How emotional is your site design?

It’s easy to get bogged down in the world of deliverables when talking about User Experience: wireframes, research reports, prototypes, sitemaps and the like. But at the heart of good UX design is the craft of creating experiences that people love.

Psychology plays a big part in designing any sort of digital experience, and regardless of your role you can consider your site’s emotional impact on your audience. In other words: how are you making your users feel?

We scientists now understand how important emotion is to everyday life, how valuable. Sure, utility and usability are important, but without fun and pleasure, joy and excitement, and yes, anxiety and anger, fear and rage, our lives would be incomplete.” Don Norman: Emotional Design: Why We Love (Or Hate) Everyday Things’

A strong emotional experience when we’re using something makes us much more likely to remember it- and whether your users’ memories are positive or negative is up to you! In his book Designing For Emotion Aaron Walter argues that when we create things we should go beyond utility and try to delight our users:

People will forgive shortcomings, follow your lead, and sing your praises if you reward them with positive emotion.”

Forming these emotional bonds with your users makes them more likely to remember you, become engaged and share your work - things that most not-for-profit organisations are eager to achieve. So how can we build positive emotional design into our everyday work? My number one tip would be to put your users first. Your new web page or email newsletter might please the people, but what about the people who matter- your users? Will they be bored and frustrated by what you do? Or will they be surprised and charmed? How emotional is your design? Here are three easy things you can start doing today: Tip 1: First impressions count When we visit a webpage we don’t work our way around it in a careful, structured manner, taking everything in before deciding where to click. We scan. We skim. We hurriedly hunt around until we find what we hope is right. With this in mind, take some time to decide whether you’re giving your visitors a great first impression and triggering the right emotional response to your content. Put yourself in their shoes and ask if they’ll be able to find what they need on your site within five seconds of arriving. How about in two seconds? Or in .2 seconds? Assess what message you want to communicate in the first moments after landing on the page, and remove barriers to this. For instance: does your use of imagery support the emotional response you want? Tip 2: KISS!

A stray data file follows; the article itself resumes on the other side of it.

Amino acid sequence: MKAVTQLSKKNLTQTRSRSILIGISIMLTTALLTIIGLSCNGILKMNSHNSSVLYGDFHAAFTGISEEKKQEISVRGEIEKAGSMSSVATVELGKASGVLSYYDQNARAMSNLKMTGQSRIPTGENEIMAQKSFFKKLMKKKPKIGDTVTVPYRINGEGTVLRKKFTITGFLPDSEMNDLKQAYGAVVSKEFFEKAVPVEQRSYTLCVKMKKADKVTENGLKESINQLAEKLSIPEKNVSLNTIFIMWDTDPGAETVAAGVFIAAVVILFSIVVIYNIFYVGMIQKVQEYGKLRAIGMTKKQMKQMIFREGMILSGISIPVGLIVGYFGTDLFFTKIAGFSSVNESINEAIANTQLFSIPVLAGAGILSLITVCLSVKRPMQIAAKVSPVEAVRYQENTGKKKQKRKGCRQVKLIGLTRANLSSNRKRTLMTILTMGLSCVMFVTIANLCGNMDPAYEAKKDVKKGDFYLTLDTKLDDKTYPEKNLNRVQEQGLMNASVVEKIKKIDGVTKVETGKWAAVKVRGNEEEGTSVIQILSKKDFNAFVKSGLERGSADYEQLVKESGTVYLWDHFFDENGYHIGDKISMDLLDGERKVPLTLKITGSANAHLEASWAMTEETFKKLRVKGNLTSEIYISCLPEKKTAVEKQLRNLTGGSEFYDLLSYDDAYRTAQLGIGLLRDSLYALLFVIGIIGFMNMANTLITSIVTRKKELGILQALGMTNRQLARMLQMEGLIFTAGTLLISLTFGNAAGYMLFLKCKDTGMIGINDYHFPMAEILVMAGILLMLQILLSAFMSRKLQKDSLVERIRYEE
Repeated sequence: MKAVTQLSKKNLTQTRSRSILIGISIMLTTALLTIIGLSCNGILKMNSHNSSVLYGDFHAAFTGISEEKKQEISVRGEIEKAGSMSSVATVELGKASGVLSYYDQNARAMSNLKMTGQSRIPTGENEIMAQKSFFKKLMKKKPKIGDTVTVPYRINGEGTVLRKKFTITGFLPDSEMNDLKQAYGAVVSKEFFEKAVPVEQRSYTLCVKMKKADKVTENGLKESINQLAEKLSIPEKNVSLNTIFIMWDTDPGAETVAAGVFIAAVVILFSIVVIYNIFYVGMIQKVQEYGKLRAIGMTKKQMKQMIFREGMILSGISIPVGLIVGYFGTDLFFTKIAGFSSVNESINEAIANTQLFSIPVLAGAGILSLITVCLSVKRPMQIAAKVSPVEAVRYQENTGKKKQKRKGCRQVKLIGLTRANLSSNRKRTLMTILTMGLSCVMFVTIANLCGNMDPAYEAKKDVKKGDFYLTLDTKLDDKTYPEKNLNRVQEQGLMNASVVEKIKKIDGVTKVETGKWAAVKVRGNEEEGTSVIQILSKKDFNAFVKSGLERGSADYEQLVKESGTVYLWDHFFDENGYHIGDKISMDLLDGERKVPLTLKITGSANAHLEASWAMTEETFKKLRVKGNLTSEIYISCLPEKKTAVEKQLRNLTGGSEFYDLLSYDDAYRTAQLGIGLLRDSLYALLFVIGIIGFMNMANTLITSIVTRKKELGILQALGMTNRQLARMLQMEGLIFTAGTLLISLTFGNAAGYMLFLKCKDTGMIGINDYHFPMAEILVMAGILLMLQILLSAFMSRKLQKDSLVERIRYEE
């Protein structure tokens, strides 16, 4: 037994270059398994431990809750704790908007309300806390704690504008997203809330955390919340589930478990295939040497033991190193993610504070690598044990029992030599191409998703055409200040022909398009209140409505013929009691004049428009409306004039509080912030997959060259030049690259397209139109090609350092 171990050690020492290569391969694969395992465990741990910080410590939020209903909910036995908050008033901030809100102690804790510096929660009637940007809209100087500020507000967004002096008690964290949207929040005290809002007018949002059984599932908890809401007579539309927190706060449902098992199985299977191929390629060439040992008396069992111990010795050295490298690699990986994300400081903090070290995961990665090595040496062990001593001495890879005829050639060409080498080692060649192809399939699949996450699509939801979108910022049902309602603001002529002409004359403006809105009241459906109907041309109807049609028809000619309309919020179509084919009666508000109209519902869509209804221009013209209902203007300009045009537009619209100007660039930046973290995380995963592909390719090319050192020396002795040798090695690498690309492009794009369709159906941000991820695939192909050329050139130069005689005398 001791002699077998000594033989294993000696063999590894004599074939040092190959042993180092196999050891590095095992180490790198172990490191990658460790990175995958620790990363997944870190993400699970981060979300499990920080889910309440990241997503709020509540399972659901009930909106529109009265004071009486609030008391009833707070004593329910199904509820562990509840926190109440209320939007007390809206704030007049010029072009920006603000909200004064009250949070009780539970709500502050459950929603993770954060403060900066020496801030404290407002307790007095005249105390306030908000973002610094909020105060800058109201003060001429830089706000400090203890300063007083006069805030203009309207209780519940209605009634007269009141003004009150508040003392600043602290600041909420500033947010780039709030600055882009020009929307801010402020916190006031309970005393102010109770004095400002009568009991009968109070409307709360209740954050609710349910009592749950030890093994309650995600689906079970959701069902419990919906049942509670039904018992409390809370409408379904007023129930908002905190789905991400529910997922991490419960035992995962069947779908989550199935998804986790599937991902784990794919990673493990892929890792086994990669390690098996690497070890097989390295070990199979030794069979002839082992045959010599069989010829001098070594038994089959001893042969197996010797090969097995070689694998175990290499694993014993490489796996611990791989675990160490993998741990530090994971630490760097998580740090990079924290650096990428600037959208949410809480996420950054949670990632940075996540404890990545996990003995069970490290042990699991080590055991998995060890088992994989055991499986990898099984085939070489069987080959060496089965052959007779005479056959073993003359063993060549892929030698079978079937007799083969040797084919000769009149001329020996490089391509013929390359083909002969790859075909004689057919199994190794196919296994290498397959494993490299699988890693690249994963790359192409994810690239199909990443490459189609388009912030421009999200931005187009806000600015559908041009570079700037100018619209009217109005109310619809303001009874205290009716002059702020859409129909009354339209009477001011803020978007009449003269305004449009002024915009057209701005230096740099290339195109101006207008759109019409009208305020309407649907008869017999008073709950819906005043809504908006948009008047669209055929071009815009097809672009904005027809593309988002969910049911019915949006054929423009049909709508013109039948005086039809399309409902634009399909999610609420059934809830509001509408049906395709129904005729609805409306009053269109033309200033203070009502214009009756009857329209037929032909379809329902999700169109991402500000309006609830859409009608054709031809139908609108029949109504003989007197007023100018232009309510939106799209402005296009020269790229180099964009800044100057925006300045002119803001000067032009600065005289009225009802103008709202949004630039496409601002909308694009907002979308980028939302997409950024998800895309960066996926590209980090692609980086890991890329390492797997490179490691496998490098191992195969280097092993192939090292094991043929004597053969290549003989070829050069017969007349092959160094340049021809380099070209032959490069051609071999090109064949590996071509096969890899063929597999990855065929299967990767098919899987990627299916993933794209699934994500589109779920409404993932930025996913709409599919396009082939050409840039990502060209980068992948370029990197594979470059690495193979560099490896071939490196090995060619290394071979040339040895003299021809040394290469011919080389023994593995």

Keep. It. Simple. Stupid. Remove as many words as possible from your copy, especially instructional copy. The less there is, the more chance your users will read it fully and understand. Go through your site to see if you can remove any excess words and make your users’ tasks simpler - frustration is never a welcome emotion.

Tip 3: Check your forms Forms are often neglected areas on the web, and are often far longer than necessary. Long forms bore and disengage users, so review yours and remove superfluous fields. Another common problem is the way marketing opt-in options are presented - double negatives are definitely a no-no! Keep these simple and understandable at a glance as getting these details wrong can leave your users with a poor impression of your organisation. This post originally appeared on Together We’re Better.


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